[Nameplate] Overcast ~ 53°F  
Freeze Warning
Friday, Oct. 31, 2014

Motorists are urged to be cautious

Thursday, August 16, 2007

SIKESTON - Summer vacation has come to an end and the Sikeston Department of Public Safety is urging the public to be aware of youth traveling to and from school once again.

Sikeston DPS had extra patrols out on today to help monitor traffic.

Motorists should always remain alert while driving but especially so around bus stops and school zone areas, cautioned James McMillen, DPS public information officer. Speeding in a school zone is very dangerous to these pedestrians and DPS officers will strictly enforce the traffic laws in these areas, he said.

Parents of students who walk or bike to school can help with their child's safety by planning the route in advance. This may be even more important this year with the reorganization of some of the Sikeston Public School's buildings, McMillen said.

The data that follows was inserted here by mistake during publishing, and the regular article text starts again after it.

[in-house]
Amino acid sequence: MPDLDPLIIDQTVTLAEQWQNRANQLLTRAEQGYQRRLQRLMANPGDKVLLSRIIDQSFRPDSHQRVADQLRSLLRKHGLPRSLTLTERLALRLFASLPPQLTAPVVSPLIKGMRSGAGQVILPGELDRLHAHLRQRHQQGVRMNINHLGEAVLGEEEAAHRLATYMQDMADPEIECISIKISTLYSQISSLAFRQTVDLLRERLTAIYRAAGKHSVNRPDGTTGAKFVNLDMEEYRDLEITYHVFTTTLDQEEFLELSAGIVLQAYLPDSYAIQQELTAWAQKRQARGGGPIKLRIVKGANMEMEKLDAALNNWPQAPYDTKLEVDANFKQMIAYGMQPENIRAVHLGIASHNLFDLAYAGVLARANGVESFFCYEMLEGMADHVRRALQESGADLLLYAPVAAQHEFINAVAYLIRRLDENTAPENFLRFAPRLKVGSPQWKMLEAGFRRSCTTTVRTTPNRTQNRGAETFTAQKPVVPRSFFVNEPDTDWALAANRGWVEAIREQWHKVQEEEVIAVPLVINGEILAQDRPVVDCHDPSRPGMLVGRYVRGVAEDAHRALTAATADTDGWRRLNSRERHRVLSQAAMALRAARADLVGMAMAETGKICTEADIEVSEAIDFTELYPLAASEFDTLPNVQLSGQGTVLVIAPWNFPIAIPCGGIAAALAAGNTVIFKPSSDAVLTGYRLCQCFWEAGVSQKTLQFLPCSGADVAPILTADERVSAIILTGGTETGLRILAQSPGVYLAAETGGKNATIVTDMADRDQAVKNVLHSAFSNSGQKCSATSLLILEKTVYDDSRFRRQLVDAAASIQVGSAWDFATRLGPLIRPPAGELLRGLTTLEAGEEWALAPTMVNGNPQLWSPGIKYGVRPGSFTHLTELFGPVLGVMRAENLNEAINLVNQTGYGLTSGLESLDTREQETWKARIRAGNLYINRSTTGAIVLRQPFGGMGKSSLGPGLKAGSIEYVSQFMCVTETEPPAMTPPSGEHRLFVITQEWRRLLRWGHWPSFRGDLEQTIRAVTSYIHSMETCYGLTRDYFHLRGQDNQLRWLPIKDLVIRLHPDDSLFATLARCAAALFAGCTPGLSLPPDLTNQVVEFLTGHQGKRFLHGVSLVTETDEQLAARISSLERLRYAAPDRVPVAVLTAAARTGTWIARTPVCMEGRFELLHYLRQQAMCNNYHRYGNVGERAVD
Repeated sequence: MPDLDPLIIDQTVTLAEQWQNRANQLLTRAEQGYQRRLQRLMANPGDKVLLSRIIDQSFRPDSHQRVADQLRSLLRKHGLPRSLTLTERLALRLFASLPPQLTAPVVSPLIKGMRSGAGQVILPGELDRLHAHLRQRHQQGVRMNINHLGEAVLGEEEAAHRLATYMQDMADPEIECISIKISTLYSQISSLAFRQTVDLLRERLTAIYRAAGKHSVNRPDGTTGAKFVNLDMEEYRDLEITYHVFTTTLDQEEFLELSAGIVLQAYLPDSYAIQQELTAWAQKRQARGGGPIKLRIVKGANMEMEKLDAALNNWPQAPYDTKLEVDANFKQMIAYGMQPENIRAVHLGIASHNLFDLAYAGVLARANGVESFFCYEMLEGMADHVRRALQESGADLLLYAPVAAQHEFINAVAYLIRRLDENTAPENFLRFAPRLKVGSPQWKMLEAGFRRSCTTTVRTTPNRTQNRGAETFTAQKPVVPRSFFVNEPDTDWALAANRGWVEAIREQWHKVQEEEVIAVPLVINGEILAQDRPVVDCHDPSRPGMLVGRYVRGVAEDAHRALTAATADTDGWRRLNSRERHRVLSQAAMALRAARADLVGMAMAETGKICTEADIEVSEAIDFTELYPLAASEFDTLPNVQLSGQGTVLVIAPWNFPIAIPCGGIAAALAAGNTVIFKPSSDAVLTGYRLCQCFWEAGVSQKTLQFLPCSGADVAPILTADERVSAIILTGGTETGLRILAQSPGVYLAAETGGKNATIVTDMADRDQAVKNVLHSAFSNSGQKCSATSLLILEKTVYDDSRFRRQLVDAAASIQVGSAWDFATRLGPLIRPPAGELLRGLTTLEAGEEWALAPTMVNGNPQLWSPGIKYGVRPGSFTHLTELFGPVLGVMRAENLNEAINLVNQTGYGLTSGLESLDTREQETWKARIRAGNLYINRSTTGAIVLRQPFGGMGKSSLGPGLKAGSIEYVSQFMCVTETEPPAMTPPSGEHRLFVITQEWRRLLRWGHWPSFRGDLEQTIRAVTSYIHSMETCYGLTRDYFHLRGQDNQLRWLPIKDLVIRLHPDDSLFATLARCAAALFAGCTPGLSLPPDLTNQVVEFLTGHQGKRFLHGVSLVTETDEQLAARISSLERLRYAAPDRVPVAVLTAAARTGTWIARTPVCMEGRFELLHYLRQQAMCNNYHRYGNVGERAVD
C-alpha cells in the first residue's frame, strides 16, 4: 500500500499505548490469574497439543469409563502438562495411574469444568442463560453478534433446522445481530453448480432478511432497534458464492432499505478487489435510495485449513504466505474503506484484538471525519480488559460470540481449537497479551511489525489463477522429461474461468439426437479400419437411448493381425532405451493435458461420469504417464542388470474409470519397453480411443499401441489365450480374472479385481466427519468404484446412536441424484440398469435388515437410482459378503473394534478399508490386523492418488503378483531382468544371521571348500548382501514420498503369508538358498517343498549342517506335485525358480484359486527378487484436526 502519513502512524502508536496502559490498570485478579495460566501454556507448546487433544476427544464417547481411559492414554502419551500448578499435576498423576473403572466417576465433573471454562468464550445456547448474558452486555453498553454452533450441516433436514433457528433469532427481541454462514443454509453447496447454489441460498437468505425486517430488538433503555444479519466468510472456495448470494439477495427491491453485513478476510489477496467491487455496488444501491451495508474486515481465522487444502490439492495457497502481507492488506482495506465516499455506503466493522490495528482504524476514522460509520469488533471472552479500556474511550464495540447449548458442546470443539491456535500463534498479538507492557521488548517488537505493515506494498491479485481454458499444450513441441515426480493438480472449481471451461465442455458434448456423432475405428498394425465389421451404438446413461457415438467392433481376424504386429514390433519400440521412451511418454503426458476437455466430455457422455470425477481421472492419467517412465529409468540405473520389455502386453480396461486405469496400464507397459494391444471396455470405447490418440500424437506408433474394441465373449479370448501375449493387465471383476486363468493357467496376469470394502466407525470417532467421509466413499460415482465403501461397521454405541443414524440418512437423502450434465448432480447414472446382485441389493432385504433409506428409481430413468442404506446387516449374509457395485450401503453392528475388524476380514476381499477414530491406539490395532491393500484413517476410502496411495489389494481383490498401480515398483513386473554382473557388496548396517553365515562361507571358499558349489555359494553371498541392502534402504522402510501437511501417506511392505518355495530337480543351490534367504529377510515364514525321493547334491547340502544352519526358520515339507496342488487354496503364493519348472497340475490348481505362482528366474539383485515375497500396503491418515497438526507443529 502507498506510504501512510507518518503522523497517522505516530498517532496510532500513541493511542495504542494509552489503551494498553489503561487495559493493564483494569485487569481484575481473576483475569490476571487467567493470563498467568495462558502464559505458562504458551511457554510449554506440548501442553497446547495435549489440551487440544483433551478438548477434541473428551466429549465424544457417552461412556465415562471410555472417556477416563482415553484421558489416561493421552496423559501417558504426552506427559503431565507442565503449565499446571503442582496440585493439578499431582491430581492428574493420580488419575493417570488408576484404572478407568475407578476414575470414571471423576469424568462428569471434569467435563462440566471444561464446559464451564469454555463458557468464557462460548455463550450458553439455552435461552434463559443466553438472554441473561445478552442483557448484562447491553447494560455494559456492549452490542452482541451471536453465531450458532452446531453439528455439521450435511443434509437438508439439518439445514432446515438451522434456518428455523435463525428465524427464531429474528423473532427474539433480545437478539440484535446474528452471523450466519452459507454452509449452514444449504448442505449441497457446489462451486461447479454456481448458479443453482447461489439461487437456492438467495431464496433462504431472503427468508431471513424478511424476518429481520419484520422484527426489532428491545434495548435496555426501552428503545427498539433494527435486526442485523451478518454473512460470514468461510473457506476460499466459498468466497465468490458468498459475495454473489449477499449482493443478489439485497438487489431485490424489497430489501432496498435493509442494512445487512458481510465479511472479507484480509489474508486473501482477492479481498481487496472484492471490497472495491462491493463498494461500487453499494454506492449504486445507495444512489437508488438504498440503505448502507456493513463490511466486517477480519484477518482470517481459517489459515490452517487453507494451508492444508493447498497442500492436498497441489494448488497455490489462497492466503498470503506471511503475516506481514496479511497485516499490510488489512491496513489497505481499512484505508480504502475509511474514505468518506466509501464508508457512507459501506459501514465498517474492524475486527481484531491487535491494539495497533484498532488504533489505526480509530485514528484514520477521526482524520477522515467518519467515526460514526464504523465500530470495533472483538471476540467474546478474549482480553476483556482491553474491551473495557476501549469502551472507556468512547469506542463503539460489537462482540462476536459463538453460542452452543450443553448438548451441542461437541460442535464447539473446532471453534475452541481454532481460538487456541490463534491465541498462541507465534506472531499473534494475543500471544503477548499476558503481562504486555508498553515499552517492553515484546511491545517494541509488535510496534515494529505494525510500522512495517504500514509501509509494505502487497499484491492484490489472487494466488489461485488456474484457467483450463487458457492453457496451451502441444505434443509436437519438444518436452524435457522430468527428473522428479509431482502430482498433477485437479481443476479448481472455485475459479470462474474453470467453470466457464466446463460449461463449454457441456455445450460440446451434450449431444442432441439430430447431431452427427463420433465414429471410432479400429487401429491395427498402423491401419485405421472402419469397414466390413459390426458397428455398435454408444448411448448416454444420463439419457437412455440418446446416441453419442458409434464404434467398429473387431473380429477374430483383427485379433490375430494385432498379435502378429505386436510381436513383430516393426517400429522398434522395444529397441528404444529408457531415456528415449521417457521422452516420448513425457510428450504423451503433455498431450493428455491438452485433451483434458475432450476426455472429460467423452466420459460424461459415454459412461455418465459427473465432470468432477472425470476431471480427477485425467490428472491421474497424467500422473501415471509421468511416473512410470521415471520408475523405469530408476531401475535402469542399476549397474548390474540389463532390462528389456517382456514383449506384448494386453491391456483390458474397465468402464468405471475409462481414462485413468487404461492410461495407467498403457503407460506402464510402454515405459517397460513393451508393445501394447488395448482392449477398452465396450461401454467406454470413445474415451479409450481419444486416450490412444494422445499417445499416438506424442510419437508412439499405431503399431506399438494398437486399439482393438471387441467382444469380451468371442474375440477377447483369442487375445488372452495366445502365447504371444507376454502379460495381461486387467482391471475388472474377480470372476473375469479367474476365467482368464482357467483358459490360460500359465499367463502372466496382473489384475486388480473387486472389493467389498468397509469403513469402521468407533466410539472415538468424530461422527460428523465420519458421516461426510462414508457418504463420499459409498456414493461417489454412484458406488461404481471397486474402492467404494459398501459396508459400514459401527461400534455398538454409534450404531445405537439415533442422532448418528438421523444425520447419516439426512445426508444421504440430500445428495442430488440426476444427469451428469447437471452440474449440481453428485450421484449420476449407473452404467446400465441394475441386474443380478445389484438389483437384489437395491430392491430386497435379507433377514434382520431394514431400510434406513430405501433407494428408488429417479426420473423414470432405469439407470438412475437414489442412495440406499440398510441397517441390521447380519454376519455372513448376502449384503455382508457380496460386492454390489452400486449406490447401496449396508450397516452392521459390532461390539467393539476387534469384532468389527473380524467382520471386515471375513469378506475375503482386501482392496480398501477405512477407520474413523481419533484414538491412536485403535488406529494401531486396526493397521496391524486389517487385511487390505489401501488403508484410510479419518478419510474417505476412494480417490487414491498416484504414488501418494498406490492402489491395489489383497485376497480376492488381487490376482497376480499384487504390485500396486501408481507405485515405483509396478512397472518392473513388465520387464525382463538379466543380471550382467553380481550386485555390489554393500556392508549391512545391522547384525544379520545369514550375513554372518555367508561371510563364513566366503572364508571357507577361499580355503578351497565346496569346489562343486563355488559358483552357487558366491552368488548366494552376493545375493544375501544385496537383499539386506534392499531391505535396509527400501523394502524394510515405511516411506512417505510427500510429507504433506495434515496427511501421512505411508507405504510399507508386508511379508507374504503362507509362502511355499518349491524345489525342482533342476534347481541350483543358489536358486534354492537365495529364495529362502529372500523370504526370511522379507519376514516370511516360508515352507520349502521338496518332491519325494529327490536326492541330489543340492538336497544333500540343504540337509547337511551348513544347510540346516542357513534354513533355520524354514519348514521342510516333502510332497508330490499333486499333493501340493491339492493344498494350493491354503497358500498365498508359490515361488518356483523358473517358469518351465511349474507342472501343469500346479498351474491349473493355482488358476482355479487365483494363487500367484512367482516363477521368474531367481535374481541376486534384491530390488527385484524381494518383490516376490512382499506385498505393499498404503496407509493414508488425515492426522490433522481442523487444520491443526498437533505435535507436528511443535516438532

Students should choose the most direct way with the fewest street crossings, he suggested. Parents should teach their child to never talk with or accept rides from strangers.

"Tell your children while walking or biking to obey all traffic signals, signs and traffic officers," he said. "Children should not assume motorists see them; they need to take responsibility and watch for traffic themselves."

Children who ride the bus need to arrive at the bus stop early and need to be sure to wait for the bus off the roadway, in a safe location. Those riding a bus should wait for the bus to come to a complete stop before approaching it and should a child miss the bus they should not run after it. McMillen said many people do not realize how difficult it is for the driver of a bus to see a small child from the driver's seat.

In addition, all students should know his or her home phone number and address, parent's work number and the number of another trusted adult. All youngsters should also know how to utilize the 911 system for emergencies, the DPS officer said.

"A little planning and awareness can go a long way to help prevent a terrible accident," McMillen said.